EU’s Proposed Revisions to the Payment Services Directive, and How They Compare to the UK’s Approach

Skadden Publication / The Distributed Ledger: Blockchain, Digital Assets and Smart Contracts

Azad Ali Olivia Moul David Y. Wang

On 28 June 2023, the European Commission (EC) published its proposals for both a revised Payment Services Directive (PSD3) and a new accompanying Payment Services Regulation (EU PSR). This package of reforms addresses certain key issues arising from the operation of the Second Payment Services Directive (PSD2) and sets out specific enhancements to PSD2.

As a directive, PSD3 will require transposition into member states’ national legislation. The EU PSR, in contrast, will be directly applicable, with no implementation required. The intention of the directly applicable regulation is to mitigate member states’ divergent interpretational approaches to certain aspects of PSD2.

Among other things, the proposed updates to PSD2 include:

  • A merger of the regimes applicable to e-money institutions (EMIs) and payment institutions (PIs). This simplifies and harmonises these two very similar regimes, with PIs being authorised to offer e-money services as part of their wider payment services business.
  • An extension of fraud protection measures, including:
    • IBAN/name-matching verification for euro-denominated instant payments.
    • Refunds for customers who fall victim due to lack of such verification and, subject to some exceptions, to impersonation fraud.
  • Clarifications to Strong Customer Authentication (SCA) requirements, including that SCA be conducted by underlying account providers such as banks only once at the outset, when access is sought by open banking account information service providers.
  • Various transparency reforms relating to costs and charges for remittances to non-EU countries and ATM withdrawal charges.
  • Reforms to Open Banking: Banks will no longer need to maintain two data access interfaces (a dedicated and a “fallback interface) for customer data, and contingent data access could possibly include the use of the interface banks for their customers. The EC is also presenting proposals in a separate regulation on wider financial data access, expanding beyond account information to other financial products, thereby broadening the scope of Open Banking to wider Open Finance.
  • Improvement to access by PIs to bank account services, by requiring banks to justify refusal of such services on specific grounds.

The UK Regime

In the UK, PSD2 was implemented by way of the Payment Services Regulations 2017 (UK PSRs). The UK has been more advanced that its continental counterparts in respect of certain aspects of the payment services landscape. Notably, it has embraced Open Banking through the work of the Open Banking Implementation Entity (OBIE) and by encouraging a strong ecosystem of fintech firms in the UK.

The future of Open Banking in the UK will be overseen by the Joint Regulatory Oversight Committee (JROC), comprised of representatives from the Financial Conduct Authority (FCA), the Payment Systems Regulator, HM Treasury and the Competition and Markets Authority (CMA). In January 2023, HM Treasury issued a consultation on the UK PSRs, in which it recognised certain areas for review. Some of these areas are also addressed in the proposed PSD3 and EU PSR, but overall, the UK can be said to be pursuing its own path to reforming and evolving the UK payment services regulatory framework.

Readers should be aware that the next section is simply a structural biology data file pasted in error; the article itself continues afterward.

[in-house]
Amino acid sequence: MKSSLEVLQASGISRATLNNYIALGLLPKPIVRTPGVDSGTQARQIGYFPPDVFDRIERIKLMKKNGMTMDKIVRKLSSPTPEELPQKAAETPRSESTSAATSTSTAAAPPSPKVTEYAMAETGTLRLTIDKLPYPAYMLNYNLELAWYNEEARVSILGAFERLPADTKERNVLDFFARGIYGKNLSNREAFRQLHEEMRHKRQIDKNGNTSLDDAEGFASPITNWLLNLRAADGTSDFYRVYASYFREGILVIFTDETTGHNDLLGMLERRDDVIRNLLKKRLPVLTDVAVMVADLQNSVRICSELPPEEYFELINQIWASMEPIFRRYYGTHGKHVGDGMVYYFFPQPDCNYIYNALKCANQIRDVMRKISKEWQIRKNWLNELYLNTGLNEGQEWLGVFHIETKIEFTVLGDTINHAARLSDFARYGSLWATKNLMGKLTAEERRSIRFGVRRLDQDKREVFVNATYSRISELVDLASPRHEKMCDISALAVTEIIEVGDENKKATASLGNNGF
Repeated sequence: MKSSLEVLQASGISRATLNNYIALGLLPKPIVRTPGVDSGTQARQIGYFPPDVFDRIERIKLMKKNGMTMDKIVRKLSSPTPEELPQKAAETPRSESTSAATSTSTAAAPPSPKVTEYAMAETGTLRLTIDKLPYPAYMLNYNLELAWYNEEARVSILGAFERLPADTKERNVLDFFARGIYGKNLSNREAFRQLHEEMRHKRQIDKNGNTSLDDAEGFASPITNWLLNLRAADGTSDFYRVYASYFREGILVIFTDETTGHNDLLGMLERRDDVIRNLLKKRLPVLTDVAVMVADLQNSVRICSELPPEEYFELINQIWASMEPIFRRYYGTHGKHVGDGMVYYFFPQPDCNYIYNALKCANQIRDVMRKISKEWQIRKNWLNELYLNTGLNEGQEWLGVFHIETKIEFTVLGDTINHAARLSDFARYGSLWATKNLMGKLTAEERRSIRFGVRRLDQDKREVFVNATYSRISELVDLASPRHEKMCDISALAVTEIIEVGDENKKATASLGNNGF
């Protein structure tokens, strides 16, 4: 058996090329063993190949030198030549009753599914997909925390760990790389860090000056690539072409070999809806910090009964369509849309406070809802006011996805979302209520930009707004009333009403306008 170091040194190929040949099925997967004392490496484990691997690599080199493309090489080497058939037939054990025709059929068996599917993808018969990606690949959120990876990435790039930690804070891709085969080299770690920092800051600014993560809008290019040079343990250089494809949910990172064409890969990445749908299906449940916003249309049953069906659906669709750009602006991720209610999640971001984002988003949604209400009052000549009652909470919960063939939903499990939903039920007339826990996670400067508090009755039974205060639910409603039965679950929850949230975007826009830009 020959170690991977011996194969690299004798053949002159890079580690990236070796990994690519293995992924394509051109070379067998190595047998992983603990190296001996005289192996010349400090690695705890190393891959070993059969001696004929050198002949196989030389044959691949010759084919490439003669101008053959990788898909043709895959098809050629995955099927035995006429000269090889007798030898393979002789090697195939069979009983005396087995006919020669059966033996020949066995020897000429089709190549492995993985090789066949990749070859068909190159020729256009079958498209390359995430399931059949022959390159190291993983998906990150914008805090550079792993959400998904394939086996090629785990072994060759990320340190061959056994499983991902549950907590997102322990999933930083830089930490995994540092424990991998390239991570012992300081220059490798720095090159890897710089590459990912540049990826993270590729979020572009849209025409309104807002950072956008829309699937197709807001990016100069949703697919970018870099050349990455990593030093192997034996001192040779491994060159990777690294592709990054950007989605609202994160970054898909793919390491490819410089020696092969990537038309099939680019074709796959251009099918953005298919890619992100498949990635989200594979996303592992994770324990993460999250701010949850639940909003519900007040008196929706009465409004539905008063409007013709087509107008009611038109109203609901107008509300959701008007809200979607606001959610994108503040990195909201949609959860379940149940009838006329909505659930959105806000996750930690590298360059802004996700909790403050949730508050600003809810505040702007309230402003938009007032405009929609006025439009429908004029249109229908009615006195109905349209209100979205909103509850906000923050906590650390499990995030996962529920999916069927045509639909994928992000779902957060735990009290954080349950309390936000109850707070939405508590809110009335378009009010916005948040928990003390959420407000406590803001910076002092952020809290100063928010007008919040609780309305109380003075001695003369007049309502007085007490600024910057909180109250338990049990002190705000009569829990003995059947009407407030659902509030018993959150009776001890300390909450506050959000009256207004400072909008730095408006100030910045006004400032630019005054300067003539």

Comparison of EU and the UK Reforms of PSD2

Strong Customer Authentication

It is well documented that a rise in the use of digital payments and online banking has seen a concomitant increase in fraud. As payment transactions have become increasingly frictionless, the requirements of SCA (a form of regulatory, two-factor authentication) prescribed by PSD2 have sought to ensure greater protection against fraud for payment transactions in both online and contactless offline payments. These rules have had a significant impact in reducing fraud.

The EC proposals now seek to clarify certain features of SCA rules. For example, payment service providers (PSPs) must have transaction monitoring mechanisms in place that could, in certain cases, trigger the application of SCA, helping to prevent and detect potentially fraudulent payment transactions.

The proposals require:

  • Exempting certain types of transactions from SCA, including those initiated by a merchant.
  • Clarifying that the specific amount and payee must be linked to the transaction.
  • Requiring banks to apply SCA only once at the outset, when an open banking provider first seeks account information.
  • Requiring PIs to ensure that SCA can be performed in circumstances where a user does not have access to a device such as a smartphone.

By comparison, the UK consultation recognised the prescriptiveness of SCA. In particular, there are industry concerns regarding market practice in implementing the standard and the impact on access to payment services to those in certain groups (e.g., to those without a mobile phone or reliable network coverage). In response, the UK government is proposing to introduce a degree of flexibility by considering an outcomes-based approach to authenticating payments. Precise details as to what such an approach might entail are under review.

Enhanced User Protection

Push payment fraud is increasingly prevalent. PSD2 provides some protection for customers, as it imposes liability on the part of PIs for unauthorised payment transactions. The UK consultation recognised a lacuna: There is no equivalent legislation for victim reimbursement or PI liability in relation to authorized push payments (APP) fraud, where the payment transaction is authorised by the user but has been entered into through the deception by another — typically, where a fraudster impersonates a bank. Voluntary reimbursement is encouraged (for example the Contingent Reimbursement Model sets out standards for PSPs), but there is a lack of a comprehensive and consistent framework to address such types of fraud. Mandatory reimbursement and potential liability of PIs may be consulted on in due course.